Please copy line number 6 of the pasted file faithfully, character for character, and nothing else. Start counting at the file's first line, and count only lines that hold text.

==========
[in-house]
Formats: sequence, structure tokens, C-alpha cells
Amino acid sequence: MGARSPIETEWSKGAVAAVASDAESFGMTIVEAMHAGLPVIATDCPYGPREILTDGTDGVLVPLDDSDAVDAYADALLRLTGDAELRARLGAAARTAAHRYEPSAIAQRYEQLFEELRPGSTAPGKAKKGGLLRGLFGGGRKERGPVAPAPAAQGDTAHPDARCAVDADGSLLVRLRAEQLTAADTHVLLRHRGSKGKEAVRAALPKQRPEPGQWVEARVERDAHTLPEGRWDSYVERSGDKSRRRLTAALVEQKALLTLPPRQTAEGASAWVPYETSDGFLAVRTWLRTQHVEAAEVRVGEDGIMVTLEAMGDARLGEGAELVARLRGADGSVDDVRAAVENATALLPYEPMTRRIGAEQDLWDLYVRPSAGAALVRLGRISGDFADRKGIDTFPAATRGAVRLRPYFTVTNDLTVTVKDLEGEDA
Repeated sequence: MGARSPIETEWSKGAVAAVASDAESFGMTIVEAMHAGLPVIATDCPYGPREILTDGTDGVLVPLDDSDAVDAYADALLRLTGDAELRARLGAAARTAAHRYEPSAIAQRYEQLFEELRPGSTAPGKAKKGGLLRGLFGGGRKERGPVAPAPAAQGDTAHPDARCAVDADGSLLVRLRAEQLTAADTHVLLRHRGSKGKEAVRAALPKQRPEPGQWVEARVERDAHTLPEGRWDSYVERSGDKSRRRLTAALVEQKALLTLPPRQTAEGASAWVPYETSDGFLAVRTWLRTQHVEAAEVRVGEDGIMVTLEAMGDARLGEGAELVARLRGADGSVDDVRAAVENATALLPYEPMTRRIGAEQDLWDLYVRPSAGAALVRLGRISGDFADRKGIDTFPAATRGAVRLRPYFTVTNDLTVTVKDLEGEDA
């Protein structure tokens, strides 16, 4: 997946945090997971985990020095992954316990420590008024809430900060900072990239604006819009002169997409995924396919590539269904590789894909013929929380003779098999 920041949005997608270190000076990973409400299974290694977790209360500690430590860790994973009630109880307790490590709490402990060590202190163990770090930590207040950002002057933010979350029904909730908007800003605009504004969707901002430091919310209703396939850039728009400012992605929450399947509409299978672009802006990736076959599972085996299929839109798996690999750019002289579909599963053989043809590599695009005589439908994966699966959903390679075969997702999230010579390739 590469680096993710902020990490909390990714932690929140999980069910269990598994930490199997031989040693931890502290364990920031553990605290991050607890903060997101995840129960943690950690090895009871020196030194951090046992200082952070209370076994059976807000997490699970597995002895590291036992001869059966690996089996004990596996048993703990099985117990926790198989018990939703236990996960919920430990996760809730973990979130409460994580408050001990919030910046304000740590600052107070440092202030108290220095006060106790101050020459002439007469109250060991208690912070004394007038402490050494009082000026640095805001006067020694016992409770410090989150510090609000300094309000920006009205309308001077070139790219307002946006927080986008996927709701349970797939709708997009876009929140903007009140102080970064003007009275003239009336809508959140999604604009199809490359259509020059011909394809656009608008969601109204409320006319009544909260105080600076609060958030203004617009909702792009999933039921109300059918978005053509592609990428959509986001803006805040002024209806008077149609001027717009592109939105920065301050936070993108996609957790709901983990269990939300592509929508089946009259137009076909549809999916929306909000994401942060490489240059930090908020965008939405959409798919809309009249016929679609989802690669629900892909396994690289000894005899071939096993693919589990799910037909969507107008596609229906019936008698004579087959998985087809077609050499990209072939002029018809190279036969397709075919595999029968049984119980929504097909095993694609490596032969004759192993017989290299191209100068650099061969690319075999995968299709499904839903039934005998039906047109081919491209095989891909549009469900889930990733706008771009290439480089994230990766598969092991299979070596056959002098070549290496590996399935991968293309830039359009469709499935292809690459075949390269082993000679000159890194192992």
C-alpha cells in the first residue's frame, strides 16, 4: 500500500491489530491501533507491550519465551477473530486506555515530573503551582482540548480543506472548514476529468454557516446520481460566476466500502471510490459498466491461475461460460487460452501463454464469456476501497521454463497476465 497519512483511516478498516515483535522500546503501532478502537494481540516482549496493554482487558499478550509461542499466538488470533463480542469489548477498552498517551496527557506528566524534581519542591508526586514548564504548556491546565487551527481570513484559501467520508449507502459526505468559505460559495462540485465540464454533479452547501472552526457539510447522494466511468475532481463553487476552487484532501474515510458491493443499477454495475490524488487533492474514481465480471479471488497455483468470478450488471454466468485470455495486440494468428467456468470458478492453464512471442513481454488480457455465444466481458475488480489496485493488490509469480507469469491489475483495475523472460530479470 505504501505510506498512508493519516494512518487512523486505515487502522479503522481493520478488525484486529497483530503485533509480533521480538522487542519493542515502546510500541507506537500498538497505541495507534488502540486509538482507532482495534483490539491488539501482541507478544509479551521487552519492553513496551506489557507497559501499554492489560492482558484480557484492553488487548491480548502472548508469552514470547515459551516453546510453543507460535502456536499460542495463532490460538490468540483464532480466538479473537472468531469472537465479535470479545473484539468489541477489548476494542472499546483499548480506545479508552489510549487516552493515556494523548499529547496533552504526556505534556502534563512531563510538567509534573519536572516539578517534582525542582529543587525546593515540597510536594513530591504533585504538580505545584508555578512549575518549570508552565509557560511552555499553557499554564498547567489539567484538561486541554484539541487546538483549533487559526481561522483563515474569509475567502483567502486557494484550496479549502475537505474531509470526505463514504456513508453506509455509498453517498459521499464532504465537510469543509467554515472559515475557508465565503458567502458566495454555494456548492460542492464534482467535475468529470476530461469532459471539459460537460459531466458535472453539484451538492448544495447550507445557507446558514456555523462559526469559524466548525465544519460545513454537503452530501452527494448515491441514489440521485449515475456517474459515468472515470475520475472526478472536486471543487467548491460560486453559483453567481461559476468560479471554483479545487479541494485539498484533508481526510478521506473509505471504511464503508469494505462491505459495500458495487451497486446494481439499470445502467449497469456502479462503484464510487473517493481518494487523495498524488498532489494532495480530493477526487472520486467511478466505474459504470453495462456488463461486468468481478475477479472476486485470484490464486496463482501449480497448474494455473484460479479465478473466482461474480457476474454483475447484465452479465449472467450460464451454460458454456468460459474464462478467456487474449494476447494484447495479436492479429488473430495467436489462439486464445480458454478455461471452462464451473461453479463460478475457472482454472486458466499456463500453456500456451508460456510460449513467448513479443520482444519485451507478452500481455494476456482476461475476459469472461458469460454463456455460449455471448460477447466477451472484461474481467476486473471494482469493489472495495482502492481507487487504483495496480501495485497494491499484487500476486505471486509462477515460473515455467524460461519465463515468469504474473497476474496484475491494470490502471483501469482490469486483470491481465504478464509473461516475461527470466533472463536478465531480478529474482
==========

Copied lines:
C-alpha cells in the first residue's frame, strides 16, 4: 500500500491489530491501533507491550519465551477473530486506555515530573503551582482540548480543506472548514476529468454557516446520481460566476466500502471510490459498466491461475461460460487460452501463454464469456476501497521454463497476465 497519512483511516478498516515483535522500546503501532478502537494481540516482549496493554482487558499478550509461542499466538488470533463480542469489548477498552498517551496527557506528566524534581519542591508526586514548564504548556491546565487551527481570513484559501467520508449507502459526505468559505460559495462540485465540464454533479452547501472552526457539510447522494466511468475532481463553487476552487484532501474515510458491493443499477454495475490524488487533492474514481465480471479471488497455483468470478450488471454466468485470455495486440494468428467456468470458478492453464512471442513481454488480457455465444466481458475488480489496485493488490509469480507469469491489475483495475523472460530479470 505504501505510506498512508493519516494512518487512523486505515487502522479503522481493520478488525484486529497483530503485533509480533521480538522487542519493542515502546510500541507506537500498538497505541495507534488502540486509538482507532482495534483490539491488539501482541507478544509479551521487552519492553513496551506489557507497559501499554492489560492482558484480557484492553488487548491480548502472548508469552514470547515459551516453546510453543507460535502456536499460542495463532490460538490468540483464532480466538479473537472468531469472537465479535470479545473484539468489541477489548476494542472499546483499548480506545479508552489510549487516552493515556494523548499529547496533552504526556505534556502534563512531563510538567509534573519536572516539578517534582525542582529543587525546593515540597510536594513530591504533585504538580505545584508555578512549575518549570508552565509557560511552555499553557499554564498547567489539567484538561486541554484539541487546538483549533487559526481561522483563515474569509475567502483567502486557494484550496479549502475537505474531509470526505463514504456513508453506509455509498453517498459521499464532504465537510469543509467554515472559515475557508465565503458567502458566495454555494456548492460542492464534482467535475468529470476530461469532459471539459460537460459531466458535472453539484451538492448544495447550507445557507446558514456555523462559526469559524466548525465544519460545513454537503452530501452527494448515491441514489440521485449515475456517474459515468472515470475520475472526478472536486471543487467548491460560486453559483453567481461559476468560479471554483479545487479541494485539498484533508481526510478521506473509505471504511464503508469494505462491505459495500458495487451497486446494481439499470445502467449497469456502479462503484464510487473517493481518494487523495498524488498532489494532495480530493477526487472520486467511478466505474459504470453495462456488463461486468468481478475477479472476486485470484490464486496463482501449480497448474494455473484460479479465478473466482461474480457476474454483475447484465452479465449472467450460464451454460458454456468460459474464462478467456487474449494476447494484447495479436492479429488473430495467436489462439486464445480458454478455461471452462464451473461453479463460478475457472482454472486458466499456463500453456500456451508460456510460449513467448513479443520482444519485451507478452500481455494476456482476461475476459469472461458469460454463456455460449455471448460477447466477451472484461474481467476486473471494482469493489472495495482502492481507487487504483495496480501495485497494491499484487500476486505471486509462477515460473515455467524460461519465463515468469504474473497476474496484475491494470490502471483501469482490469486483470491481465504478464509473461516475461527470466533472463536478465531480478529474482